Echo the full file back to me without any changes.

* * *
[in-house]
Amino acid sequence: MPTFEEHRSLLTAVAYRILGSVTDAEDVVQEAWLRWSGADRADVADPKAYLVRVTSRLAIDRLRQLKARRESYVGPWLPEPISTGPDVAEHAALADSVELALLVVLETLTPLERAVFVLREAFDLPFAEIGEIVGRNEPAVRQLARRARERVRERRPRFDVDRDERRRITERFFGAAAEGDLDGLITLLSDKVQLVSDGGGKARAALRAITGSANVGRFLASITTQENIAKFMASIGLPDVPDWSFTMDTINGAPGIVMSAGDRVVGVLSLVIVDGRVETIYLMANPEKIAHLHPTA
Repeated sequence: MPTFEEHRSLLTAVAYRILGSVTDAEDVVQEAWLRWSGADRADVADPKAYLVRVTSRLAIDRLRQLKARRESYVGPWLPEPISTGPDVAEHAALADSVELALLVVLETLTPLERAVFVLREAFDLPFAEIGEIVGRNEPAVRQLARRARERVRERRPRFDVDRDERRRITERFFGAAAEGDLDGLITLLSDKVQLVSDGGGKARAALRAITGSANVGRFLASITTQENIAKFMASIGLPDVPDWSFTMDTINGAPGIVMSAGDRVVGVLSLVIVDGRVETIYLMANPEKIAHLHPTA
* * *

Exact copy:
[in-house]
Amino acid sequence: MPTFEEHRSLLTAVAYRILGSVTDAEDVVQEAWLRWSGADRADVADPKAYLVRVTSRLAIDRLRQLKARRESYVGPWLPEPISTGPDVAEHAALADSVELALLVVLETLTPLERAVFVLREAFDLPFAEIGEIVGRNEPAVRQLARRARERVRERRPRFDVDRDERRRITERFFGAAAEGDLDGLITLLSDKVQLVSDGGGKARAALRAITGSANVGRFLASITTQENIAKFMASIGLPDVPDWSFTMDTINGAPGIVMSAGDRVVGVLSLVIVDGRVETIYLMANPEKIAHLHPTA
Repeated sequence: MPTFEEHRSLLTAVAYRILGSVTDAEDVVQEAWLRWSGADRADVADPKAYLVRVTSRLAIDRLRQLKARRESYVGPWLPEPISTGPDVAEHAALADSVELALLVVLETLTPLERAVFVLREAFDLPFAEIGEIVGRNEPAVRQLARRARERVRERRPRFDVDRDERRRITERFFGAAAEGDLDGLITLLSDKVQLVSDGGGKARAALRAITGSANVGRFLASITTQENIAKFMASIGLPDVPDWSFTMDTINGAPGIVMSAGDRVVGVLSLVIVDGRVETIYLMANPEKIAHLHPTA